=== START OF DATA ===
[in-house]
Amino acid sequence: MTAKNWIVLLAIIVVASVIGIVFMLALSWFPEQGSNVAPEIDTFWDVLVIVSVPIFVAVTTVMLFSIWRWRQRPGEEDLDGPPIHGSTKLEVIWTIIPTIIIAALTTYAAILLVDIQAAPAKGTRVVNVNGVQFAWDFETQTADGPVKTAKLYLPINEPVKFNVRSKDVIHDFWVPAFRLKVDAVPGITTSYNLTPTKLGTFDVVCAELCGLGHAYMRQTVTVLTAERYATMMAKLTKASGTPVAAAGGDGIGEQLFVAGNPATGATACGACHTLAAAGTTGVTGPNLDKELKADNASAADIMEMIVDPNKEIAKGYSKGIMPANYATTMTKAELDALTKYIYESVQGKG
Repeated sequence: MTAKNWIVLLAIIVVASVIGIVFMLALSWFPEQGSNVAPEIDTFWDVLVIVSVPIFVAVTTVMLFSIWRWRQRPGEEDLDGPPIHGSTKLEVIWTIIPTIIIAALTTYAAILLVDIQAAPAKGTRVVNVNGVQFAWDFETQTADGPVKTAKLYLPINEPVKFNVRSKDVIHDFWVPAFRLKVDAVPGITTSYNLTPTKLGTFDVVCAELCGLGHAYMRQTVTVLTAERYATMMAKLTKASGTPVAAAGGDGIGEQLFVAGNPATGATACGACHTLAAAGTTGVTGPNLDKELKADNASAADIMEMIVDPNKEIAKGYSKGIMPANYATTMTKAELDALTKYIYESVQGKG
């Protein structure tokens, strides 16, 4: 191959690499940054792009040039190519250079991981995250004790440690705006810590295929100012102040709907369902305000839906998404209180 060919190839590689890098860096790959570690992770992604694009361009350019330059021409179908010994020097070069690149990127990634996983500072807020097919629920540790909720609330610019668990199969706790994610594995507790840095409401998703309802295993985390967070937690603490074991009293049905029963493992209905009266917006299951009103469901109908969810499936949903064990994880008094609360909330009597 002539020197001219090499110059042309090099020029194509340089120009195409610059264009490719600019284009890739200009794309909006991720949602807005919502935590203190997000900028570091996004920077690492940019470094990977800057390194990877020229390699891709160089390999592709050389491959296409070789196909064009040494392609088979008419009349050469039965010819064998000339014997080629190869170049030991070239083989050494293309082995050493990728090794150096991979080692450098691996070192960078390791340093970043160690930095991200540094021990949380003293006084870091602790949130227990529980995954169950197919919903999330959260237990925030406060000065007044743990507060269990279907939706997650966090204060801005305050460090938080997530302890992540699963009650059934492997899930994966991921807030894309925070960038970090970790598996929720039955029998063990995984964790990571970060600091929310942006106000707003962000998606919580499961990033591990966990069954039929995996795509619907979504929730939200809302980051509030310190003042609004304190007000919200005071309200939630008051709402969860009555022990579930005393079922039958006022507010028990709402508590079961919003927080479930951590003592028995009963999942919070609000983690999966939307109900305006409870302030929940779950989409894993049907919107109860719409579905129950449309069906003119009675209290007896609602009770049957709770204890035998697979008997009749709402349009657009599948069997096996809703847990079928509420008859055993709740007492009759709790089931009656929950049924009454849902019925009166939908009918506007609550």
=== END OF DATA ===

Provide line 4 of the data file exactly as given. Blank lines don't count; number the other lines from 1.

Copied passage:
């Protein structure tokens, strides 16, 4: 191959690499940054792009040039190519250079991981995250004790440690705006810590295929100012102040709907369902305000839906998404209180 060919190839590689890098860096790959570690992770992604694009361009350019330059021409179908010994020097070069690149990127990634996983500072807020097919629920540790909720609330610019668990199969706790994610594995507790840095409401998703309802295993985390967070937690603490074991009293049905029963493992209905009266917006299951009103469901109908969810499936949903064990994880008094609360909330009597 002539020197001219090499110059042309090099020029194509340089120009195409610059264009490719600019284009890739200009794309909006991720949602807005919502935590203190997000900028570091996004920077690492940019470094990977800057390194990877020229390699891709160089390999592709050389491959296409070789196909064009040494392609088979008419009349050469039965010819064998000339014997080629190869170049030991070239083989050494293309082995050493990728090794150096991979080692450098691996070192960078390791340093970043160690930095991200540094021990949380003293006084870091602790949130227990529980995954169950197919919903999330959260237990925030406060000065007044743990507060269990279907939706997650966090204060801005305050460090938080997530302890992540699963009650059934492997899930994966991921807030894309925070960038970090970790598996929720039955029998063990995984964790990571970060600091929310942006106000707003962000998606919580499961990033591990966990069954039929995996795509619907979504929730939200809302980051509030310190003042609004304190007000919200005071309200939630008051709402969860009555022990579930005393079922039958006022507010028990709402508590079961919003927080479930951590003592028995009963999942919070609000983690999966939307109900305006409870302030929940779950989409894993049907919107109860719409579905129950449309069906003119009675209290007896609602009770049957709770204890035998697979008997009749709402349009657009599948069997096996809703847990079928509420008859055993709740007492009759709790089931009656929950049924009454849902019925009166939908009918506007609550």